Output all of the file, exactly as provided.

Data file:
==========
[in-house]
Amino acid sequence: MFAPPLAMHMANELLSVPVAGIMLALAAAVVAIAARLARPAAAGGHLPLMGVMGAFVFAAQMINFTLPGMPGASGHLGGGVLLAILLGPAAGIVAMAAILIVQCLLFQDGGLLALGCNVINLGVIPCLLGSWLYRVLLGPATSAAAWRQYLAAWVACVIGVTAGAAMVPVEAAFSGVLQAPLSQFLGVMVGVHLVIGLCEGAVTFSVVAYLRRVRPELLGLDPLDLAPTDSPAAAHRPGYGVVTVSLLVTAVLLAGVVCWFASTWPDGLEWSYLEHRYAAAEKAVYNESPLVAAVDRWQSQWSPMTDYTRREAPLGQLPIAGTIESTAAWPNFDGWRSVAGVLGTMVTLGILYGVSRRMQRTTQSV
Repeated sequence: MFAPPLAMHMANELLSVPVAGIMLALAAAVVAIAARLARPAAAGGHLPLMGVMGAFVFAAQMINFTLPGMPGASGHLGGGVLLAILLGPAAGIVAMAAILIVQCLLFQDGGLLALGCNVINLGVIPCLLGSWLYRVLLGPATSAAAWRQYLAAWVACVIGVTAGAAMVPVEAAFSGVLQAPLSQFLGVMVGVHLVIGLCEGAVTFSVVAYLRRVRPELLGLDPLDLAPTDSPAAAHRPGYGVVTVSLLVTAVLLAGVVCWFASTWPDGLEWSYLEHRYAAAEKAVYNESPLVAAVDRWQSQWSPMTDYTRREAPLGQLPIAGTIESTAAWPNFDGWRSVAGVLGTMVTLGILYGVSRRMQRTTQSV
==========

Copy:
[in-house]
Amino acid sequence: MFAPPLAMHMANELLSVPVAGIMLALAAAVVAIAARLARPAAAGGHLPLMGVMGAFVFAAQMINFTLPGMPGASGHLGGGVLLAILLGPAAGIVAMAAILIVQCLLFQDGGLLALGCNVINLGVIPCLLGSWLYRVLLGPATSAAAWRQYLAAWVACVIGVTAGAAMVPVEAAFSGVLQAPLSQFLGVMVGVHLVIGLCEGAVTFSVVAYLRRVRPELLGLDPLDLAPTDSPAAAHRPGYGVVTVSLLVTAVLLAGVVCWFASTWPDGLEWSYLEHRYAAAEKAVYNESPLVAAVDRWQSQWSPMTDYTRREAPLGQLPIAGTIESTAAWPNFDGWRSVAGVLGTMVTLGILYGVSRRMQRTTQSV
Repeated sequence: MFAPPLAMHMANELLSVPVAGIMLALAAAVVAIAARLARPAAAGGHLPLMGVMGAFVFAAQMINFTLPGMPGASGHLGGGVLLAILLGPAAGIVAMAAILIVQCLLFQDGGLLALGCNVINLGVIPCLLGSWLYRVLLGPATSAAAWRQYLAAWVACVIGVTAGAAMVPVEAAFSGVLQAPLSQFLGVMVGVHLVIGLCEGAVTFSVVAYLRRVRPELLGLDPLDLAPTDSPAAAHRPGYGVVTVSLLVTAVLLAGVVCWFASTWPDGLEWSYLEHRYAAAEKAVYNESPLVAAVDRWQSQWSPMTDYTRREAPLGQLPIAGTIESTAAWPNFDGWRSVAGVLGTMVTLGILYGVSRRMQRTTQSV